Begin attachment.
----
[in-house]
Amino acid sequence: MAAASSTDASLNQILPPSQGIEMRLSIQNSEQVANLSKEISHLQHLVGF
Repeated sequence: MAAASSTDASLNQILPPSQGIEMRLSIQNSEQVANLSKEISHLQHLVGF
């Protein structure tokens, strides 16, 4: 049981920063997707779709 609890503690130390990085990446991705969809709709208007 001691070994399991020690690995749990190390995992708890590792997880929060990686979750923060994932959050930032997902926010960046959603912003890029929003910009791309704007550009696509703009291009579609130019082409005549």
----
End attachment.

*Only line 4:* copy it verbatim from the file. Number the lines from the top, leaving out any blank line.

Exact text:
């Protein structure tokens, strides 16, 4: 049981920063997707779709 609890503690130390990085990446991705969809709709208007 001691070994399991020690690995749990190390995992708890590792997880929060990686979750923060994932959050930032997902926010960046959603912003890029929003910009791309704007550009696509703009291009579609130019082409005549």